Five diaries relate a family’s travel experiences in the United States and Europe by plane, train, and automobile.
During the prosperous 1920s and into the early years of the Great Depression, the Bornets family, Quakers from Philadelphia, made several trips at home and abroad. Five travel diaries by Florence Davis Bornet (née Scull); her husband, Vaughn Taylor Bornet; and their daughter, Josephine Scull Bornet, are the basis for this book, edited by the elder Bornets’ son, who was born in 1917. In the first diary, Florence describes traveling by train in 1925, when she was 41. From Philadelphia, the train traveled to Chicago, Denver, Los Angeles, San Francisco, and Seattle, with stopovers at the Grand Canyon and Yellowstone Park. Next is Vaughn Taylor’s diary of a business trip and football outing that took him from Philadelphia to Ozona, Texas, and Berkeley, California, by train in 1927. Josephine’s diary describes traveling with her mother by ocean liner the following year for a grand tour of Europe, visiting the United Kingdom, Switzerland, and Italy. In 1930, Vaughn Taylor also visited Europe by boat, and he took his first airplane flight. The Bornets’ fortunes declined with the Depression, and the fifth diary is more like a map with notes, logging the elder Bornets’ drive through the southeast United States; the family eventually resettled in Florida. Author Bornet (The Presidency of Lyndon B. Johnson, 1984, etc.) is clearly proud of his family and their adventures, and his own relatives will most appreciate this book, which is amply illustrated with photos. As travel writing, though, these diaries have less to offer. The family members usually offer generic praise of the sights they see, calling them “beautiful,” “wonderful,” “gorgeous,” “charming,” “quaint,” and—too evidently—“beyond description.” Vaughn Taylor’s travels in Europe are somewhat livelier, though, and his careful documentation of costs in the final section gives an ephemeral but illuminating window into the Depression.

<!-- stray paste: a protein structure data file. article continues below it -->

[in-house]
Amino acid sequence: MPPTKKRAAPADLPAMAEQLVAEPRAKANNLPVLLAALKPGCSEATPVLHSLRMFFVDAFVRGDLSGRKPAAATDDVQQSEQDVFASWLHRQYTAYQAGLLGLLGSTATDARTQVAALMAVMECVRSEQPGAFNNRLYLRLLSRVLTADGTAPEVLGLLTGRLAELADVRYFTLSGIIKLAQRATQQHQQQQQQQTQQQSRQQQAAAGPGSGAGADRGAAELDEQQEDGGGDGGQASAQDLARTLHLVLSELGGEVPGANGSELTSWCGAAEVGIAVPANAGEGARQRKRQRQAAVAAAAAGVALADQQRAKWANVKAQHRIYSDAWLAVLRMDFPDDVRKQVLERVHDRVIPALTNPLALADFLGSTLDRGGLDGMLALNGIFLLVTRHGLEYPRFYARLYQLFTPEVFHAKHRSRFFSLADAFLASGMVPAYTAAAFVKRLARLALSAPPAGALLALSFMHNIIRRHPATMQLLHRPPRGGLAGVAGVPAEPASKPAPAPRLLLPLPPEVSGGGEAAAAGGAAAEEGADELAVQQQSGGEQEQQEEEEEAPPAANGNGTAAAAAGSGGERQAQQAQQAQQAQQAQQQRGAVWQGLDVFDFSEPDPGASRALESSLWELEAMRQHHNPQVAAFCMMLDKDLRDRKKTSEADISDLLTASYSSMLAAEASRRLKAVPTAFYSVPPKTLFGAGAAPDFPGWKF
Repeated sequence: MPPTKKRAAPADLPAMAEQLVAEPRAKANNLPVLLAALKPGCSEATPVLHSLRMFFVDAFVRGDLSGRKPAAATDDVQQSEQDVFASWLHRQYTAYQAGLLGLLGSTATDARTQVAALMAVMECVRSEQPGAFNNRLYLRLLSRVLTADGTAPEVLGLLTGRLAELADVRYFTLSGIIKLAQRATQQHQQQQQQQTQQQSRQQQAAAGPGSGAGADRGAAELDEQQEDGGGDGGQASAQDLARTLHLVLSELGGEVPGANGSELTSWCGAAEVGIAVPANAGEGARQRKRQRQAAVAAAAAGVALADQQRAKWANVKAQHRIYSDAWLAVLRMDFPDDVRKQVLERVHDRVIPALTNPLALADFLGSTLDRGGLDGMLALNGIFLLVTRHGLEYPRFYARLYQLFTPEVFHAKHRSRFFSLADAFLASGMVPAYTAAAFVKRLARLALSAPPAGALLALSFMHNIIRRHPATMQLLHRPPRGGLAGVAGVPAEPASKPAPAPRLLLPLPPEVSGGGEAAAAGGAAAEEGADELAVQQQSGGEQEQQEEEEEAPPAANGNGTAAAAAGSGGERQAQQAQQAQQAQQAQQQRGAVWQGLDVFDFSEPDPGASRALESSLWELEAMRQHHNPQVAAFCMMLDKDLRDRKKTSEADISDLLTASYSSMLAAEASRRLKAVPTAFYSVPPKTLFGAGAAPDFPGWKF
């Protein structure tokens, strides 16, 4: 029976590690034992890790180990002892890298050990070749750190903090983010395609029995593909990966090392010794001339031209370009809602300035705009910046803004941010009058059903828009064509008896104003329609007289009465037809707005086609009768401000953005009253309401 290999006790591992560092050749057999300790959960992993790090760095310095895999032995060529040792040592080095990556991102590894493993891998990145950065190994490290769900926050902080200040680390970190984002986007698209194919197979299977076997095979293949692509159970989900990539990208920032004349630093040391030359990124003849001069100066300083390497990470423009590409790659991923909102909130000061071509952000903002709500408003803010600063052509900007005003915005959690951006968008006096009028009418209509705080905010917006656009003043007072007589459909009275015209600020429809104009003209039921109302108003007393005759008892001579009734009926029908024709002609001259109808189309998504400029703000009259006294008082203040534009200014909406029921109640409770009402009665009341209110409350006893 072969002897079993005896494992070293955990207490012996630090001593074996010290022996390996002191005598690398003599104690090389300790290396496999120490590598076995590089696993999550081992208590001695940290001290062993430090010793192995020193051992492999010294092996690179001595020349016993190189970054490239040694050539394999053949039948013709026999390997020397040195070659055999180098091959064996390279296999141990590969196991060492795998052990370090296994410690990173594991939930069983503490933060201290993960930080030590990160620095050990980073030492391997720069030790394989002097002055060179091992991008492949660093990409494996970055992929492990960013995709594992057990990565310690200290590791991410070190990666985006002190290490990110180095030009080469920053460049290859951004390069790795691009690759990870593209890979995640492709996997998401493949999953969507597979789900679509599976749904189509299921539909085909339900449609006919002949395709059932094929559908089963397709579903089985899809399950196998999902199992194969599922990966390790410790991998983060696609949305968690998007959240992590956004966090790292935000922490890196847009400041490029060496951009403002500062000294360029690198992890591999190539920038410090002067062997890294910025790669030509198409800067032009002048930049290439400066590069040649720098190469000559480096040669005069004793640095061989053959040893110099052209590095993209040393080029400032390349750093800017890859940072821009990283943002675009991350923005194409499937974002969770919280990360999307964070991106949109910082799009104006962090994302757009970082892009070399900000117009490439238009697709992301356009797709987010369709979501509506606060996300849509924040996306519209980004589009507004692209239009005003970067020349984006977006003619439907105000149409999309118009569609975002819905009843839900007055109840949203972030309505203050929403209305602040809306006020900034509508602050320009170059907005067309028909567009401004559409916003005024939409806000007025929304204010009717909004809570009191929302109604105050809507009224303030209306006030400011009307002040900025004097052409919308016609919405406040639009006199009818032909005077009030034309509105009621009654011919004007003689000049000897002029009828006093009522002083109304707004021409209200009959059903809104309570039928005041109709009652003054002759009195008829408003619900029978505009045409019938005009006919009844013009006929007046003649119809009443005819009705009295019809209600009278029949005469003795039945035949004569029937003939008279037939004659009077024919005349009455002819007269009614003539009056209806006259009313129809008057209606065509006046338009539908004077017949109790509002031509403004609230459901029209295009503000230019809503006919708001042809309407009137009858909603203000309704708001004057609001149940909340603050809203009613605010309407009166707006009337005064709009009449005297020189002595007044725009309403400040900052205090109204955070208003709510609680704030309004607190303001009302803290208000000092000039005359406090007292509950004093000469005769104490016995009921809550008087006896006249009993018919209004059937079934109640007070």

A collection that will be of most interest to the author’s family members, but will also serve as a primary source for travel historians.